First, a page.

Although plans are useful, sometimes you have to just go with them. In the final Harry Potter book (and movie), Harry tells Hermione that they have to go back to Hogwarts to find a Horcrux that is hidden there. Hermione, adamant about methodical planning protests only to have Harry remind her that none of the plans have worked thus far. In life, we can organize and plan, but often things don't go as we expect; there must be a certain level of flexibility and adventure in all of us if we want to succeed in our tasks. This is particularly true in the classroom; with so many different personalities, a teacher must be ready with alternative solutions always. Being flexible is key.
Perseverance is possible, always. Despite Voldemort's exhaustive efforts to kill Harry over a seven-year period, Harry always manages to persevere and save the day. In each of our lives, there will be many obstacles that seem like they can break us, but we can't allow them to, we MUST push on. As teachers, every day is a new day and despite the challenges, hardships, or woes that could ruin our journey, we must remember why we chose this noble profession.
It's okay to ask for what we want. Dumbledore says, "It is our choices...that show what we truly are, far more than our abilities." Although the sorting hat was confused as to which house Harry belonged in, Harry knew he didn't want to be a Slytherin. Simply asking for what Harry wanted, skewed the hat's decision. When we want something, we must ask for it or else we will never get it.
Don't judge people by what they seem. The obvious first person to consider here is Snape, a teacher who seemed to have it out for Harry since the day he stepped foot into Hogwarts. Later, we find out that Snape has always been protecting Harry because of a
deal he made with Dumbledore and the true love he felt toward Lily Potter, Harry's mother. We will always meet students or colleagues who aren't what they seem. Judging, avoiding, or hating them doesn't help. Always get to know someone, and find out what they are about before you determine your relationship with them.
Words are our most inexhaustible resources. Dumbledore speaks of magic when he uses a similar phrase, but it is so in life. Words have the power to inflict harm or create passion, inspire dreams, and change lives. It's always good to remember the power of what we say and write and be in control of the purpose of our choices.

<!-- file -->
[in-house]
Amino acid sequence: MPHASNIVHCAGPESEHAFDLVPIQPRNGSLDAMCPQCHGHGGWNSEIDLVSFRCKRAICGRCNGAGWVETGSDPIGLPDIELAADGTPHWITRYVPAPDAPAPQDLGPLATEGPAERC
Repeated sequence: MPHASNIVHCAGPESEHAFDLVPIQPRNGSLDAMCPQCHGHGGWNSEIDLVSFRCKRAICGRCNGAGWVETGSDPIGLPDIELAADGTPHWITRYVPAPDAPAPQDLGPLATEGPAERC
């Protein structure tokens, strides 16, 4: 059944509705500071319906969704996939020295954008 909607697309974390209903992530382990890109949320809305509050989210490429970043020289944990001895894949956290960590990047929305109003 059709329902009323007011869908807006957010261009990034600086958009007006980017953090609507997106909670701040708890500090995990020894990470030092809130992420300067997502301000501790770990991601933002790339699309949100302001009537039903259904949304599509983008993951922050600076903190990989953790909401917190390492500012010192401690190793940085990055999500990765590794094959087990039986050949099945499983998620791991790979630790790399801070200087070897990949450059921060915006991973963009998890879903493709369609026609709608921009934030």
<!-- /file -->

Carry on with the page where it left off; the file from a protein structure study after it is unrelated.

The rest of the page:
Don't dwell on the past and forget to live. Although dreams are what propel each of us on our way, when Harry gets mired in the fantasy of his parents in the mirror of Erised, Dumbledore reminds him that he mustn't linger on what can never be because he will miss his opportunity to experience life. Each of us has moments we cling to that comfort in times of challenges, but we can't remain in the past forever, we must always move forward creating new experiences. Great students will grace our classrooms. Amazing moments will happen, but there will always be more and we should cling to that fact, not the old experiences.
Recognize the significance of learning. You never know when any small tidbit of learning will be essential. Many times over the course of the novels, Hermione's learning was able to bail the trio out. Whether it was her knowledge of Devil's Snare or her uncompromising thirst for knowledge in the library, Hermione shows us that being logical and observant will help us through most situations. Although she does state that there are more important things than cleverness, we know her smarts are extremely worthwhile. Students often grace our classrooms disinterested in our subject matter. It is our job to make what we present to them worthwhile and connected to their lives. We must provide them with the skills to find answers to questions they seek, as we continue to find answers to our own questions.
I can probably go on forever as I have connected really deeply with these characters. Both as a young adult and now as an adult. We never know 100% what we will latch on to, so I've learned the importance of keeping an open mind.
What have you learned from Harry Potter? or any other character? Share